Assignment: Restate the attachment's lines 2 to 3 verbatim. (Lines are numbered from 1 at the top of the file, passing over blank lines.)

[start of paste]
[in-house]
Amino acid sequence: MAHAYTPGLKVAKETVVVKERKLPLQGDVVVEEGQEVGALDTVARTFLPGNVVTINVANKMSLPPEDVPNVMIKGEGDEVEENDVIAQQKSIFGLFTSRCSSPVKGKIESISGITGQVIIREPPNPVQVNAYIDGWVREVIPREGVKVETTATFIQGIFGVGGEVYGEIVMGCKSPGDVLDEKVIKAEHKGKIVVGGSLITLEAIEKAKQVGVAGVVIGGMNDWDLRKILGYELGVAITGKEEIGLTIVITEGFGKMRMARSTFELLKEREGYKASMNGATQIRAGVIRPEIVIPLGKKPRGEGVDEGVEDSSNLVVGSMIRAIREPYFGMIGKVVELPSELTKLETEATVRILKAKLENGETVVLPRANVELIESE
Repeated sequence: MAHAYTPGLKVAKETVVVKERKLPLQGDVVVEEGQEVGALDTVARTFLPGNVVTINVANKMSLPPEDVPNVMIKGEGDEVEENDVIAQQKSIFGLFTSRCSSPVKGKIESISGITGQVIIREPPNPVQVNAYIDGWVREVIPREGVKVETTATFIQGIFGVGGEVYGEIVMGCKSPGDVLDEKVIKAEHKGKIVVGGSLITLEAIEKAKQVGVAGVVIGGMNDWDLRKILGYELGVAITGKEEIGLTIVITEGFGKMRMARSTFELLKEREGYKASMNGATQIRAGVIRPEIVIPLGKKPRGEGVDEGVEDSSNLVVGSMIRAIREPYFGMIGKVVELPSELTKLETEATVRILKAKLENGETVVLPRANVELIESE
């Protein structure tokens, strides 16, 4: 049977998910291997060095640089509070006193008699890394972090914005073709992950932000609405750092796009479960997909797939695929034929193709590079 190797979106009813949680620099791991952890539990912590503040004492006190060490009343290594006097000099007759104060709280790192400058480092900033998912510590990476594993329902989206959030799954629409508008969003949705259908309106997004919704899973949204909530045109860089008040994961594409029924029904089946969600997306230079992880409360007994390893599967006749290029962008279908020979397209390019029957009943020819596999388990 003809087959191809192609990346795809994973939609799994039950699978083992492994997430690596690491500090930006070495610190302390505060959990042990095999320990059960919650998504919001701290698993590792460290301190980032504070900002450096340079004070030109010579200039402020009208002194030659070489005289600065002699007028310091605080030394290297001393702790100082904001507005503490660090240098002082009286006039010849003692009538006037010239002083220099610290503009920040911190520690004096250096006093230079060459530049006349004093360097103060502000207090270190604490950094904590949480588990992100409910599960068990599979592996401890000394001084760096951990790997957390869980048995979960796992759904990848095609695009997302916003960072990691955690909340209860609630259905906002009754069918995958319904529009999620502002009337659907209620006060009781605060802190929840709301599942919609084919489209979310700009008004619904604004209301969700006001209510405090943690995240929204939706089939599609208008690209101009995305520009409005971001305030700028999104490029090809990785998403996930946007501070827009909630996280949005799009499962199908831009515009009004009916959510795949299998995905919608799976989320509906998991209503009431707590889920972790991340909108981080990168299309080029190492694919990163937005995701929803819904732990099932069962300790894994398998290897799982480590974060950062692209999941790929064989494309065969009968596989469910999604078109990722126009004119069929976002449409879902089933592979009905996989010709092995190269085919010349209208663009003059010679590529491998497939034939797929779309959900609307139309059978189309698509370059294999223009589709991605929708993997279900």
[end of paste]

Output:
Amino acid sequence: MAHAYTPGLKVAKETVVVKERKLPLQGDVVVEEGQEVGALDTVARTFLPGNVVTINVANKMSLPPEDVPNVMIKGEGDEVEENDVIAQQKSIFGLFTSRCSSPVKGKIESISGITGQVIIREPPNPVQVNAYIDGWVREVIPREGVKVETTATFIQGIFGVGGEVYGEIVMGCKSPGDVLDEKVIKAEHKGKIVVGGSLITLEAIEKAKQVGVAGVVIGGMNDWDLRKILGYELGVAITGKEEIGLTIVITEGFGKMRMARSTFELLKEREGYKASMNGATQIRAGVIRPEIVIPLGKKPRGEGVDEGVEDSSNLVVGSMIRAIREPYFGMIGKVVELPSELTKLETEATVRILKAKLENGETVVLPRANVELIESE
Repeated sequence: MAHAYTPGLKVAKETVVVKERKLPLQGDVVVEEGQEVGALDTVARTFLPGNVVTINVANKMSLPPEDVPNVMIKGEGDEVEENDVIAQQKSIFGLFTSRCSSPVKGKIESISGITGQVIIREPPNPVQVNAYIDGWVREVIPREGVKVETTATFIQGIFGVGGEVYGEIVMGCKSPGDVLDEKVIKAEHKGKIVVGGSLITLEAIEKAKQVGVAGVVIGGMNDWDLRKILGYELGVAITGKEEIGLTIVITEGFGKMRMARSTFELLKEREGYKASMNGATQIRAGVIRPEIVIPLGKKPRGEGVDEGVEDSSNLVVGSMIRAIREPYFGMIGKVVELPSELTKLETEATVRILKAKLENGETVVLPRANVELIESE